Abstract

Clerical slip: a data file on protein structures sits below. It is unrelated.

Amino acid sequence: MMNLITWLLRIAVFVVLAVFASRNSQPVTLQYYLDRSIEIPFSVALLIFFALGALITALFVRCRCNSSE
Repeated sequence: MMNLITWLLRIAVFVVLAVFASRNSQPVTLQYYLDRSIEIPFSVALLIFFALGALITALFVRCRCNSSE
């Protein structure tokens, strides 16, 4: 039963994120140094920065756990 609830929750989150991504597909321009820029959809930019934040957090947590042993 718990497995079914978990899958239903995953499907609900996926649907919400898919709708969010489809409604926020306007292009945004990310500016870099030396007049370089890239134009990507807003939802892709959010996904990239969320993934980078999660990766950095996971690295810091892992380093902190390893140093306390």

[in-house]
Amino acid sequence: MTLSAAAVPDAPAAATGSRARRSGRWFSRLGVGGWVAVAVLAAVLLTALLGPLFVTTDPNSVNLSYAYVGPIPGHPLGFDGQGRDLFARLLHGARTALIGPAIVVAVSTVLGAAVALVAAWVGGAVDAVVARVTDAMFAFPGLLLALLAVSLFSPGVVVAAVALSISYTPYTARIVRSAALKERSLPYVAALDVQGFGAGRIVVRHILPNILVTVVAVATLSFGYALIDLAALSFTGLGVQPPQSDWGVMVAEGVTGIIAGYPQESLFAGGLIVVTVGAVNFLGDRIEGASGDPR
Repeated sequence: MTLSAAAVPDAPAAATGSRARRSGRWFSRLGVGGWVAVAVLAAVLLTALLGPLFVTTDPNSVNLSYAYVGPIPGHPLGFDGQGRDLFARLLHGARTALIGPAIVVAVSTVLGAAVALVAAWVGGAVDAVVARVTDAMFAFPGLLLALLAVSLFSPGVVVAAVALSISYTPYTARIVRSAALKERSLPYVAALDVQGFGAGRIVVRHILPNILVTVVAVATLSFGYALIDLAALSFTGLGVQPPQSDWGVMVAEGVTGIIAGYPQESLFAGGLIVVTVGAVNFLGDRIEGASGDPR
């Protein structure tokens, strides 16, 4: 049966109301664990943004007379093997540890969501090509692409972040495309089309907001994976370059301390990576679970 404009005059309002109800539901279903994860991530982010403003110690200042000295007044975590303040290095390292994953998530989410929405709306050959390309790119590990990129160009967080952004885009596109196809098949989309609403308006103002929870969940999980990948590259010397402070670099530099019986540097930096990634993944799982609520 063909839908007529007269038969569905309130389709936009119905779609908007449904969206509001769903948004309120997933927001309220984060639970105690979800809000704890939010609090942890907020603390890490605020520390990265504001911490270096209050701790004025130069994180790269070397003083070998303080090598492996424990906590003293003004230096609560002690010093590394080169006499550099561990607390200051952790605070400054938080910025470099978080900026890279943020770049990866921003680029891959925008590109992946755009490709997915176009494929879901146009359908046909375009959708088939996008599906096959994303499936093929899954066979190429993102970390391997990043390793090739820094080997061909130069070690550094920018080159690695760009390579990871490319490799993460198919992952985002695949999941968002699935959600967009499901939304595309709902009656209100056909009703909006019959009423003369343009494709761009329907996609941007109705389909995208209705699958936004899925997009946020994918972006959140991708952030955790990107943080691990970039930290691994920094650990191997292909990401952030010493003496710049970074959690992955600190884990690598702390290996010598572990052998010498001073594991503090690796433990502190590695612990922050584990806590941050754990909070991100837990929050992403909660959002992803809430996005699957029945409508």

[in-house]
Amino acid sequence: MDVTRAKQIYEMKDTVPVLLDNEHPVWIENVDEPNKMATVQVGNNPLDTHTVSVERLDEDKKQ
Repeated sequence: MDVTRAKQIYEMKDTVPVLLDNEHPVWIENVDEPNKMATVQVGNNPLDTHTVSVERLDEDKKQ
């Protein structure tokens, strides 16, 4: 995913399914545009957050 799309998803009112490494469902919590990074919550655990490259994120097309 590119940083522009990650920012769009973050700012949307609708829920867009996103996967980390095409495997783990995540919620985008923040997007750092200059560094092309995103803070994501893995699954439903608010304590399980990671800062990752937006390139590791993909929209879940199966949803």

This essay compares Morrison's Paradise and Wicomb's David's Story to explore corresponding machinations of memory operating in both novels' featured communities of resistance. Tracing the ways in which women and memory figure as potential threats to stabilized order and established truth, this essay argues that the management of collective memory peculiarly resembles the containment of women in racialized societies, the United States and South Africa. This observation about what is called "loose memory" alerts us to the dangers of foundationalist regimes of Truth and Reality. It also points to alternative, "loosening" narrative strategies that Morrison's and Wicomb's novels model.

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